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Meet the Horns: A star at UMass, Tre Mitchell comfortable fitting in on the low block

Pittsburgh native eager to show multiple skills with Longhorns: ‘I can pretty much do whatever you need me to do.’

Former UMass forward Tre Mitchell had plenty of dunks with the Minutemen. Now at Texas, Mitchell is expected to hold down the middle with Utah transfer Timmy Allen.

College athletes can spend their downtime finding all sorts of mischief. Tre Mitchell left Austin on a flight back home to his native Pittsburgh to spend a week with grade-schoolers.

Each day in mid-August, the Tre Mitchell Summer Basketball Day Camp started at 10 a.m. and ran until 2 p.m. Basketballers from age 5-18 were welcome to attend.

Texas’ new 6-foot-9 transfer was glad to teach Pittsburgh-area kids the “Hook ’em” hand sign.

“Did y’all play any defense in that camp or just a bunch of jump shots?,” UT coach Chris Beard joked.

“There were a lot of post hooks in the camp, some ball handling,” Mitchell said Wednesday. “There was some defense going on, some raised voices.”

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Texas fans may see plenty of post moves and perimeter ball handling from the former UMass standout. He was also named the Atlantic 10’s rookie of the year for 2020. Mitchell averaged 17.7 points as a freshman, then bumped it up to 18.8 as a sophomore with the Minutemen.

Former UMass forward Tre Mitchell averaged 17.7 points as a freshman and 18.8 as a sophomore before transferring to Texas.

Synergy Sports analytics calculated that Mitchell averaged 7.5 points per game last season from post-up moves alone. 

Beard loves the fact Mitchell is also a career 34.2% shooter from 3-point range.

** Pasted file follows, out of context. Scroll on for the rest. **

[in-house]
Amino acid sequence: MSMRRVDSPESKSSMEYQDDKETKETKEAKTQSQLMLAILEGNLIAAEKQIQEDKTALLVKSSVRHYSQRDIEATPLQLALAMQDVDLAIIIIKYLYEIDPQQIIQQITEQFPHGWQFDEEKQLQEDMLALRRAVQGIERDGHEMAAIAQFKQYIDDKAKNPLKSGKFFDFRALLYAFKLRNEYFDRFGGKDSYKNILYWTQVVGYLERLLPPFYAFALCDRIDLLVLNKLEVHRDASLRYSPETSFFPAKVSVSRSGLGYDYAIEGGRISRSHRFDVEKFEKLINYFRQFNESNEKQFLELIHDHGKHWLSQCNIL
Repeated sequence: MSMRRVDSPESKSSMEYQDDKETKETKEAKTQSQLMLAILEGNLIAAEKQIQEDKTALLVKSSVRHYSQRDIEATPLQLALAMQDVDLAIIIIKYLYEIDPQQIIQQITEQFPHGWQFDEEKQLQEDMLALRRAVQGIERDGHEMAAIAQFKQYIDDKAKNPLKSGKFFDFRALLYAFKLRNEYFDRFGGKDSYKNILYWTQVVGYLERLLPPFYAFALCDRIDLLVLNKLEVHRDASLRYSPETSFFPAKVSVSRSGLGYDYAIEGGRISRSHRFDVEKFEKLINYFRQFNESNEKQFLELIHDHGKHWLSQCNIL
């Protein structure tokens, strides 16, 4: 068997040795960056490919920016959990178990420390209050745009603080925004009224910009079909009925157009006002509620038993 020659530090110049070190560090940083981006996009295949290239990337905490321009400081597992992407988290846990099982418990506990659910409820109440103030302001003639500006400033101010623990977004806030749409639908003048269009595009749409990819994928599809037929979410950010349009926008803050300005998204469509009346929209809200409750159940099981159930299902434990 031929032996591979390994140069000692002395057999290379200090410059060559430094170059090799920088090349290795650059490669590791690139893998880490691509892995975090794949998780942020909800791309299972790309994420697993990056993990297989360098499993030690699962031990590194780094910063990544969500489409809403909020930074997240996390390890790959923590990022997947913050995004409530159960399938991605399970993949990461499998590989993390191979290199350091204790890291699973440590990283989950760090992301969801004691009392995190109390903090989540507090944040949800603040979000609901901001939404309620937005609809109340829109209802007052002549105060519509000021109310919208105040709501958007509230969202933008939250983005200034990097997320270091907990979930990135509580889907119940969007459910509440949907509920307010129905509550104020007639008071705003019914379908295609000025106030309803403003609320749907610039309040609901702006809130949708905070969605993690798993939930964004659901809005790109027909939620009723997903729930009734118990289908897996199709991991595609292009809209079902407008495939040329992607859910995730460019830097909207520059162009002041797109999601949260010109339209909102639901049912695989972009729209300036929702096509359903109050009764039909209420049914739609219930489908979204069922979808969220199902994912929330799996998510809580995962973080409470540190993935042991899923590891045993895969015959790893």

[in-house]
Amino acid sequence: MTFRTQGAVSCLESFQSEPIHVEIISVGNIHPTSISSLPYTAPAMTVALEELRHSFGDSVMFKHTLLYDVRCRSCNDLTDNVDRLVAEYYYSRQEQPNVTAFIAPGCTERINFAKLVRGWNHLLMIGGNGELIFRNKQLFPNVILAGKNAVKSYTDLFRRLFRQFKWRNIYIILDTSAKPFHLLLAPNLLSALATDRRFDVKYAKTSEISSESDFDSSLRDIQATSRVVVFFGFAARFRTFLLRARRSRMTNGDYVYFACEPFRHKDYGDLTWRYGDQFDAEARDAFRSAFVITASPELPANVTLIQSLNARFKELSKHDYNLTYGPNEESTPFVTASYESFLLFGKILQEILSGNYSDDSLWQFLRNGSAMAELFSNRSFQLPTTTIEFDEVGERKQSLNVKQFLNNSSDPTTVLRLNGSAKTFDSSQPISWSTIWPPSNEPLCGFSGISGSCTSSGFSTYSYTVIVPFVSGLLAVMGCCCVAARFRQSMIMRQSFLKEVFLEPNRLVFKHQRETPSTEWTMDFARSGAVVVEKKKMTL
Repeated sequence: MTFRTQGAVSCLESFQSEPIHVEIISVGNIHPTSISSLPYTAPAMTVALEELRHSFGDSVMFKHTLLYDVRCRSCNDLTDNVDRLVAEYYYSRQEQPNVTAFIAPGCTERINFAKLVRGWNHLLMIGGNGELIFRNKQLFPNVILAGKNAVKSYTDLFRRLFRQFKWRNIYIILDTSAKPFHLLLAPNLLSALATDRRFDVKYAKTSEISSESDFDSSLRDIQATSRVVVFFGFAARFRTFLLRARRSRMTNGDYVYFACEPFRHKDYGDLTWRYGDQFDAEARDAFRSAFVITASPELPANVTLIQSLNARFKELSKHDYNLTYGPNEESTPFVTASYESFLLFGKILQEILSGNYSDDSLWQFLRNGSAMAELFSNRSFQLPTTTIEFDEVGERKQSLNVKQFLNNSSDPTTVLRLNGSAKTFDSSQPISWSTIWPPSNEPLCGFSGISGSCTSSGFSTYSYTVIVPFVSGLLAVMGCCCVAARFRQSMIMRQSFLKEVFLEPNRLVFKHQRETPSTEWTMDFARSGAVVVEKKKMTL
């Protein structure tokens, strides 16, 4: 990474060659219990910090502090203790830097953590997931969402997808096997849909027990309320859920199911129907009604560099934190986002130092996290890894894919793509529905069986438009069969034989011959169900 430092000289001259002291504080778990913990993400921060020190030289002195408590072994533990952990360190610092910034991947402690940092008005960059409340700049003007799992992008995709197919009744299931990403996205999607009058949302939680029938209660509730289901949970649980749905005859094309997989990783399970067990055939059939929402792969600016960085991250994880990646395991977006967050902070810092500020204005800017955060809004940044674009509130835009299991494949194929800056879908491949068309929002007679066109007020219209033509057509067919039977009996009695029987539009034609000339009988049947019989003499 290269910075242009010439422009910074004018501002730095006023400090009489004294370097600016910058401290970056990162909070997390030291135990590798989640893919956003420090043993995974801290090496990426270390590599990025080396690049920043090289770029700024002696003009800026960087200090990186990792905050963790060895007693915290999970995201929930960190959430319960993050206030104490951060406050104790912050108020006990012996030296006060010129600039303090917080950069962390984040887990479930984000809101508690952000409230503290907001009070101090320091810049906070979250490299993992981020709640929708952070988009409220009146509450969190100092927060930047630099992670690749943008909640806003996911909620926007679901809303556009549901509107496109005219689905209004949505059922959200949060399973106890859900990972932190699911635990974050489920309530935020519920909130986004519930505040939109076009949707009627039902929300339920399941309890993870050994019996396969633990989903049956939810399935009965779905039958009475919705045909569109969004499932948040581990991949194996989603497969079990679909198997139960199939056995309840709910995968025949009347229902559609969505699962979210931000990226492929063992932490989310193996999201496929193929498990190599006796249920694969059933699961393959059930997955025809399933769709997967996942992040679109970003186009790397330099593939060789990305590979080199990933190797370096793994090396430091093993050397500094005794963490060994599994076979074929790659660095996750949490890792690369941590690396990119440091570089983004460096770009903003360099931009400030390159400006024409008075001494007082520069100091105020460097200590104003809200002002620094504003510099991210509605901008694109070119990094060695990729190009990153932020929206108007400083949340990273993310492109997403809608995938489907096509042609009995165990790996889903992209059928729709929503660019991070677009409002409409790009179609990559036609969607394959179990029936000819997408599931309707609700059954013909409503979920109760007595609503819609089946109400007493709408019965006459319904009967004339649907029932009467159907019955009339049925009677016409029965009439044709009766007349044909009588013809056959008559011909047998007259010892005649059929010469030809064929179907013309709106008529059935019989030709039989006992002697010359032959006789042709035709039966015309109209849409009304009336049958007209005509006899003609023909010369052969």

“By NBA standards, he’s probably not an elite athlete. But he makes up for that with skill. He is as skilled a forward there is in college basketball,” Beard said. “He’s got that poise, that IQ, that Magic Johnson personally. Well, that translates on the floor, too.”

And Mitchell’s defense?

“It’s a process,” the coach said.

“It’s an ongoing process,” Mitchell said, “but we’re making strides.” 

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Mitchell is a qualified talent, for sure, and a unique person. One dead giveaway: Mitchell admitted he’d be open to name, image and likeness possibilities “if it’s something positive to the image I’m trying to portray.” 

Mitchell loves the NBA but isn’t trying to pattern his game after anyone in particular. “I’m trying to pave my own path. No two people are the same,” he said.

“Honestly, I kind of felt like I paved my own way when I was growing up in Pittsburgh,” Mitchell said. “There weren’t many people from Pittsburgh you could say made it out of whatever it may be. But I was at Pitt basketball games a lot. I really love that atmosphere.”

Mitchell certainly took UMass by storm. He was named the league’s rookie of the week five straight weeks to close out the 2019-20 regular season. He broke the school’s freshman record for made field goals in a season with 206. 

Practically all of his sophomore numbers were improvements. He shot 51.9% overall and averaged 7.2 rebounds.  

St. Bonaventure's Osun Osunniyi pressures UMass's Tre Mitchell as he goes to the basket.

Asked how he’d describe his game, Mitchell said, “I’m going to go with versatility. I can pretty much do whatever you need me to do. Over my time here, I’ve developed in an amazing way. I bring it every day. I push myself every single day. And I’m starting to do some things I didn’t know I was capable of.”

Mitchell, ranked among the top-five athletes in the transfer portal by the recruiting services, just felt something clicked with Beard and UT. Not long after committing to Texas and joining the Horns, Mitchell lost 12 pounds over four weeks and now has a 38-inch vertical.

At UMass, Mitchell was expected to carry the team. But at Texas, he can blend in on a roster full of older transfers with loads of scoring potential. It’s not all on his shoulders.

“It wasn’t really always about being a star for me,” Mitchell said. “I loved my time at UMass and I wouldn’t change it for the world, because I learned so many things while I was there. But coming here, and being surrounded by other guys that are called stars, there’s just another level to practice every single day. 

“You have to bring it every single day, or you’re going to get exposed,” he said matter-of-factly. “It’s been a pleasure for me, honestly.”

Contact Brian Davis by phone or text at 512-445-3957. Email bdavis@statesman.com or @BDavisAAS.